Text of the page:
Thursday, September 3

Teaching History Backwards

Education has failed me.

I say this with great trepidation, because I respect and admire teachers, both as a whole and individually. However, just because I admire and exalt scholarly thought, doesn't mean I think the institution is perfect. I wholeheartedly support the notion that a society cannot be both democratic and uninformed at the same time, which is why it pains me to admit that I, like many Americans, am ignorant.

I know absolutely nothing about the twentieth century past the end of WWII. Every time a class was supposedly about "United States History", we'd generally start at the colonies, and end around Reconstruction, or possibly touch on the Industrial Revolution. Then the semester would end, and the timeline would cease. This pattern continued throughout middle school and high school, and then in college, where nothing about current events mattered in order to graduate.

Apparently the U.S. has been involved in nothing of interest in modern times. The bombing of Bosnian Serbs my the senior year of high school was not as important as me learning calculus or running a mile in under eight minutes. I did not need to know anything about the Middle East in order to obtain a college diploma.

I know of no reasons as to why other places in the world might have dissident views concerning the U.S. Especially not concerning our "defense" budget, or that we have the most powerful and advanced military in the world. Or that this amount is actually a small percentage compared to our GDP (4%). Though that leads to the question of why our GDP is so much larger than the rest of the world. (Not counting the European Union, though that would be a great discussion topic too.)

To a certain extent, it's not the fault of the teachers and administrators, since the curriculum seems rooted in the tired old cave paintings and pyramids, Greeks, Romans, ah, the Dark Ages, how sad, Colonization, and Independence! treadmill due to what society wants. (And by society I mean you and me.)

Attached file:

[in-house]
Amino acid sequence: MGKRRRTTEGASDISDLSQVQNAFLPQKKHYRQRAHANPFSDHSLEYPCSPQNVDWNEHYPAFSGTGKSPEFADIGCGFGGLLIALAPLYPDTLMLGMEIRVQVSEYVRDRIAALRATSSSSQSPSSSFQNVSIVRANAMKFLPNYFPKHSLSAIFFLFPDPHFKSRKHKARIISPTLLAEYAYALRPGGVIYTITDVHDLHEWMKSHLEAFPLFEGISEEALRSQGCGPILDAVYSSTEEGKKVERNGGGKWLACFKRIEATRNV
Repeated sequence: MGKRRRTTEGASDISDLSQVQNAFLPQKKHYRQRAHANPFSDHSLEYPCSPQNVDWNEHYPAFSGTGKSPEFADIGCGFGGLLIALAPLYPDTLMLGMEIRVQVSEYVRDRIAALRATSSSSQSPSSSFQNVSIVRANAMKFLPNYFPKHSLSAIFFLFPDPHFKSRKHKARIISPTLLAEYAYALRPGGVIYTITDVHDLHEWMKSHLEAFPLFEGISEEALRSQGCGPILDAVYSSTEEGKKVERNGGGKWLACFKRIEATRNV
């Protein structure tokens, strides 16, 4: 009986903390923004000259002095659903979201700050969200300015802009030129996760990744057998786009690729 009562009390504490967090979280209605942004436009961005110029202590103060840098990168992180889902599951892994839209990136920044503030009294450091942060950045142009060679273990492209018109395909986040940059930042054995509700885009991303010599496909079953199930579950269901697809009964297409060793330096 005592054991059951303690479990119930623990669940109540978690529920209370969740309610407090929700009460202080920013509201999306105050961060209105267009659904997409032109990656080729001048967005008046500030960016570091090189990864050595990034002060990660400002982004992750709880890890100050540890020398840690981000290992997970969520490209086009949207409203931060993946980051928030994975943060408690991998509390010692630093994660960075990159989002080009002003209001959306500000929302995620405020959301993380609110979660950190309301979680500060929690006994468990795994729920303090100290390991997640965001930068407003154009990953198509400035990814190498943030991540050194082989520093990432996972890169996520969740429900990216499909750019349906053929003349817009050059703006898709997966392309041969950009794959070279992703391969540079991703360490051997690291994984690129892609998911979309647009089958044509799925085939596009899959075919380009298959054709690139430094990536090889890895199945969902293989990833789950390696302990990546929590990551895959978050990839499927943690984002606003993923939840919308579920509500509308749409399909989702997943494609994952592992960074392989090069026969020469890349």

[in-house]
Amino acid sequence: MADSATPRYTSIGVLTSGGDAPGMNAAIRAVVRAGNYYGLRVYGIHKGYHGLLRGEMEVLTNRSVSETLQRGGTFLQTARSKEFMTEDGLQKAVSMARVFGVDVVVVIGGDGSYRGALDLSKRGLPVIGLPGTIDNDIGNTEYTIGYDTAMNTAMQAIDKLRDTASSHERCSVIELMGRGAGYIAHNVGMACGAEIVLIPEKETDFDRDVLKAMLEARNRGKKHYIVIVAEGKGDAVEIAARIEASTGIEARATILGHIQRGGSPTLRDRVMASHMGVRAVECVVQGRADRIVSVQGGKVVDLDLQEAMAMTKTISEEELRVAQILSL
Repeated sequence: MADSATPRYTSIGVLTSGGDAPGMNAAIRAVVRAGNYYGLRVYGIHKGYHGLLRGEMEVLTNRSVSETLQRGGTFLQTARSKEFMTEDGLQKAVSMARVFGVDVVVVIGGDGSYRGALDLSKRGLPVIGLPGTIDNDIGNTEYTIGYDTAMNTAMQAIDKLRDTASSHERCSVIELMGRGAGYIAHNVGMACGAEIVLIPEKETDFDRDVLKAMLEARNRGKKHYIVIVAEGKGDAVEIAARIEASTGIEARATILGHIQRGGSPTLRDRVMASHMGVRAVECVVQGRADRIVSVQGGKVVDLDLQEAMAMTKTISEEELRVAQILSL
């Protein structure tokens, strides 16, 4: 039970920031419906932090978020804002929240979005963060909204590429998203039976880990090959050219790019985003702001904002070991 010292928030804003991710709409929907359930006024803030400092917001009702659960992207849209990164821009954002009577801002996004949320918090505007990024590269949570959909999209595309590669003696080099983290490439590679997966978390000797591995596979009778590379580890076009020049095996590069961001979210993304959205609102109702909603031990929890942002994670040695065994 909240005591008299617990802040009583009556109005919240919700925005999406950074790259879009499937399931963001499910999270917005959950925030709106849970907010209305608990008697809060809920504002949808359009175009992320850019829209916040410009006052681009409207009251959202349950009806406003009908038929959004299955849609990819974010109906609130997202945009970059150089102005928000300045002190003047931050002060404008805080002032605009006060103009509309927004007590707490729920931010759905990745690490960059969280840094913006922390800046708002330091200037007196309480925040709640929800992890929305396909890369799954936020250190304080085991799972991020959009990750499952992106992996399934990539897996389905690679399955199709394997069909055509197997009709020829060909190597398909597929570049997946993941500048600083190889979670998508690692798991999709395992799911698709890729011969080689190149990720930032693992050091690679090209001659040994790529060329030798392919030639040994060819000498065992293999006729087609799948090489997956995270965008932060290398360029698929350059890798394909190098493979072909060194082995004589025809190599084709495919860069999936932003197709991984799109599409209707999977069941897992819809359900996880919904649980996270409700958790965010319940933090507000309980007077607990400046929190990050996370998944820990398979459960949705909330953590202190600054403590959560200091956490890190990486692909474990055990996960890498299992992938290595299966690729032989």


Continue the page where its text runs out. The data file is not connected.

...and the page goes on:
I think the issue here is twofold. First: educators want to stay away from anything politically charged. That means anything recent gets ignored, because no school board wants angry parents rioting when their kids' teachers cover the Vietnam War. (Which in Vietnam is called "Resistance War Against America", or the American War.) No one gives a crap about which Pharaoh boinked which handmaiden, or whether the U.S. declared war on Mexico in 1846, since everyone involved at this point is dead.

Second: people have double-standards concerning adolescents. On one hand, society expects young adults to magically transform into thinking adults at the age of eighteen, while keeping them blissfully innocent (ignorant) of anything actually important up until that time.

Concerning the first point, I absolutely agree. Education should not be in the business of peddling ideologies. However, this does not mean that an objective mention of current events is beyond the scope of a school setting. Why can't teachers give the facts, without endorsing one particular side or the other?

As for the second, how can we entrust the future to our children without giving them the tools necessary to make informed decisions? They don't have the luxury of being innocent, especially when they must make adult choices, which cannot be framed in terms of demonizing one camp or the other. In a true democracy, no one group can hate another, or else the entire process fails.

I propose that every class with the brand of History on it do a complete 180 degree turn. Instead of starting with some random event far back in time, which has zero bearing on today, every history teacher should start with today. Then work backwards. Then students can see what is happening now, then travel backwards to yesterday in order to explain today, and then look at the yesterday before that, and the yesterday before that, and so on.

For example, we are in Iraq. Give the situation as it is occurring today. Then step back in time to 2003 and the invasion, and the circumstances surrounding it. Then push back further to every related incident with Iraq, going backwards with the First Gulf war, and the instability in the region due to the establishment of the state of Israel and the Zionist movement, and the Cold War.

This type of backwards thinking, where we anchor ourselves in the present, then work toward the reasons why things got to be the way they are, is the only way that we can free ourselves and our society from the shackles of ignorance and partisan thinking, where one person's freedom fighter is another's terrorist, because none of us really know what is going on because no one told us, for fear of giving us the truth.

If we aren't working with the truth, then how can we possibly work together in the future?


  1. If you haven't read it yet, I recommend you read _Lies My Teacher Told Me_, by James W. Loewen. Good book, and somewhat discusses your points above...


  2. I have, though I haven't read the updated version or the sequel.

  3. Hmm.... I have only read the updated version, and I didn't know there was a sequel. Thanks, I'll check it out!